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First project - Welding table advice

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  • First project - Welding table advice

    For my first project I want to build a small welding table. I've looked on a few sites about what people are using and I'm purely a hobbyist. Many of the tables are elaborate and fit peoples specific needs and are much larger than I want.

    On Easter my dad and I went to the neighbor who builds hot/rat rods. He had a table that I thought would be perfect for what I wanted to do. I don't have any plans drawn up but wanted to start thinking about it.

    His table was 18" deep and 48" wide.

    What do you recommend for a height?
    How thick of a top?
    Would 2" x .125" wall square tubing be adequate?
    Should I have holes drilled in the top for clamps?


    I would like to mount a chop saw flush on the right side and also make a reciever port so I can put a grinder on/off the left side.

  • #2
    The chop saw being on your actual welding table most of the time will get old, quickly.

    Most of your questions are very dependent on what kinds of projects you are going to be fabricating.

    Standing or sitting?

    Thickness of the table top is usually decided by budget more than anything else. Get as thick of a table as you can afford, unless you need portability.

    That square tubing will probably suffice for most tables structural members and legs.

    Don't worry too much about getting everything perfect the first time. It's not possible. Build a table and THEN decide how to improve it. You're a weldor now, you can fix it.

    Comment


    • #3
      My table is 30" tall, I am 5' 7". Top is 48" x 96" x 1". It works good for me. I have a desk chair on wheels for sitting jobs. I do a lot of stuff that is bigger so when it's on the table it is a good working height. I can also hop up on the table somewhat easily as needed. The height is also just low enough for muscleing heavier stuff up on to it. At a fab shop I worked my table was 35" high. I did not like it that high. The extra 5" really made a difference for me.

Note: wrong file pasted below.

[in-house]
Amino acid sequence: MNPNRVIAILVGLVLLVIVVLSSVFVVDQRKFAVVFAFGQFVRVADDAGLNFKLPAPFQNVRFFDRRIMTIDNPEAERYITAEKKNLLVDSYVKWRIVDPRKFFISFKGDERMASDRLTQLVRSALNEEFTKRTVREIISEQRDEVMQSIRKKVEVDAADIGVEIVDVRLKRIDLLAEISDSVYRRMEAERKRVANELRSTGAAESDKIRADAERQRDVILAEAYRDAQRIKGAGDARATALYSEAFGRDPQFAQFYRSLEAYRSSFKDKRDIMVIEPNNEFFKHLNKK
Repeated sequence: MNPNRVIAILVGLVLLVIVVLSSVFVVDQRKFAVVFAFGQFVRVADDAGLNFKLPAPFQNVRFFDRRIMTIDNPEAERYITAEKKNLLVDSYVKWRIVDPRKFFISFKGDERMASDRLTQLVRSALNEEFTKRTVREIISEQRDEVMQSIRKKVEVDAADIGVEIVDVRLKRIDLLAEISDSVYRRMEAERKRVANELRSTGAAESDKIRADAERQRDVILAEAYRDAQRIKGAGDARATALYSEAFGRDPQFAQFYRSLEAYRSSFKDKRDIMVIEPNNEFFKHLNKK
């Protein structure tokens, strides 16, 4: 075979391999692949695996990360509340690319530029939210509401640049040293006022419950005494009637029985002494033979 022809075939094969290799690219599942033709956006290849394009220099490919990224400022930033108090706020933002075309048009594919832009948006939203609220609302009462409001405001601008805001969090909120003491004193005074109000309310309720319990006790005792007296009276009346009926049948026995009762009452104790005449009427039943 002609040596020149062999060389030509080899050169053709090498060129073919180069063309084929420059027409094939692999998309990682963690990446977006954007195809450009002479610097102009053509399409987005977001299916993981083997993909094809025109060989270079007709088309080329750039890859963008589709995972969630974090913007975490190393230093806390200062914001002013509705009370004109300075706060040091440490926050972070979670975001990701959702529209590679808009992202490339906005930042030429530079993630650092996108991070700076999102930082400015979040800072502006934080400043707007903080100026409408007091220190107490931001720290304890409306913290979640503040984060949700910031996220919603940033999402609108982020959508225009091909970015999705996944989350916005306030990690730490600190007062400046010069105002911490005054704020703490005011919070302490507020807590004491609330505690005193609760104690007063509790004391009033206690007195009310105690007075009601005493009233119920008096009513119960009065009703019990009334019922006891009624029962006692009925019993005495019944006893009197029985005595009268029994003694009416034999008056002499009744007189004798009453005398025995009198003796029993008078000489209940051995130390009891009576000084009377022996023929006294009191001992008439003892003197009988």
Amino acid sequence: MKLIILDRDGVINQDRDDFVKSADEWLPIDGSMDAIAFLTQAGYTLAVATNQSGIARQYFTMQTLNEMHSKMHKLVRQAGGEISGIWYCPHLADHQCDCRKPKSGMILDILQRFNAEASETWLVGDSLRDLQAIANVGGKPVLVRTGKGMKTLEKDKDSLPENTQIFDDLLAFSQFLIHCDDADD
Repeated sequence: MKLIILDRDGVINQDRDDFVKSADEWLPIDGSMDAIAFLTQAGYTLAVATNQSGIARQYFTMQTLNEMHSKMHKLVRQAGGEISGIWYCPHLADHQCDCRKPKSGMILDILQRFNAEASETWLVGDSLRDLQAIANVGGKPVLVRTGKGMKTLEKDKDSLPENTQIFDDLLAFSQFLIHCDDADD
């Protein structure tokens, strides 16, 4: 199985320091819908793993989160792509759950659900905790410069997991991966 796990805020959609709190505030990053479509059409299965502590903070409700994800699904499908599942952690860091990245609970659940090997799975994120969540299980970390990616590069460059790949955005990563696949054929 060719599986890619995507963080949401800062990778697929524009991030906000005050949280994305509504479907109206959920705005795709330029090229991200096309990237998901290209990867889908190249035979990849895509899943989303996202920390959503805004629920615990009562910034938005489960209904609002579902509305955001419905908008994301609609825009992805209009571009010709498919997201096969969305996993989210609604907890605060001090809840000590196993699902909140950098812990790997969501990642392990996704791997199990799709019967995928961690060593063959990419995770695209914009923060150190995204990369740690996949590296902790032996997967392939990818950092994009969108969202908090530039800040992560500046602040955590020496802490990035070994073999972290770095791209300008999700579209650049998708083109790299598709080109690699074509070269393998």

As MAC702 said it depends on what you will work on mostly and how tall you are. If you make it shorter you can always block it up as needed.

      For materials I would use 1/4" plate minimum for the top. If using 1/4" I would see if you can get someone to bend a 1-1/2" lip on the long sides (facing down) as this will significantly add to it's strength and allow you to skip the top frame and just add legs with cross braces. If you go heavier then skip the bending idea. Square tube, pipe or angle will all work for legs, etc. The heavier it is the more stable it is, especially if you use a vise on it and are really pulling on something. I would think 24" minimum width. As far as holes go it won't hurt to have a few but I just put them in as needed or tack the pc. to the table if needed.

      Again figure out what you think you will be working on. If it's going to be used more of a mechanics bench then maybe taller as you will most likely be standing most of the time. Tig work or intricate little parts then desk height as you will probably be sitting most of the time.

      Anything permanently on your table will be in the way. Sparks from grinding and welding will also be going on it all the time.
      Last edited by MMW; 04-19-2017, 05:48 AM.
      MM250
      Trailblazer 250g
      22a feeder
      Lincoln ac/dc 225
      Victor O/A
      MM200 black face
      Whitney 30 ton hydraulic punch
      Lown 1/8x 36" power roller
      Arco roto-phase model M
      Vectrax 7x12 band saw
      Miller spectrum 875
      30a spoolgun w/wc-24
      Syncrowave 250
      RCCS-14

      Comment


      • #4
        Our welding tables are 34 3/4" tall, 4' x 8' x 1/2" top we have parts carts that are 24" x 30" also 34" tall so for larger parts the carts can be used to extend the table. Everything is on wheels!

        Comment


        • #5
          Also consider the space you're putting it in. If you have a shop the size of a football field, it wouldn't matter. If you're tight for space then build accordingly. Having a table you can walk all the way around is helpful sometimes too. Having something on wheels is an advantage as well. There is no perfect welding table.

          My first welding table was built completely out of salvaged rebar. I worked off it for years.

          Comment


          • #6
            Here is what I'm looking at. I switched to 1.5" tube with .125" wall. 1/4" top that a buddy has.

            Comment


            • #7
              Nothing wrong with that. Just get it built! Only after using it for whatever kinds of things you do will you be able to say: "It needs _________."

              Comment


              • #8
                I would move the longer lower shelf braces inboard some. This will give you more leg room if you use it with a chair, like a desk, and won't sacrifice stability.

                You only need a few small welds to hold the top on. If you make big welds it will warp and/or pull the edges down.
                MM250
                Trailblazer 250g
                22a feeder
                Lincoln ac/dc 225
                Victor O/A
                MM200 black face
                Whitney 30 ton hydraulic punch
                Lown 1/8x 36" power roller
                Arco roto-phase model M
                Vectrax 7x12 band saw
                Miller spectrum 875
                30a spoolgun w/wc-24
                Syncrowave 250
                RCCS-14

                Comment

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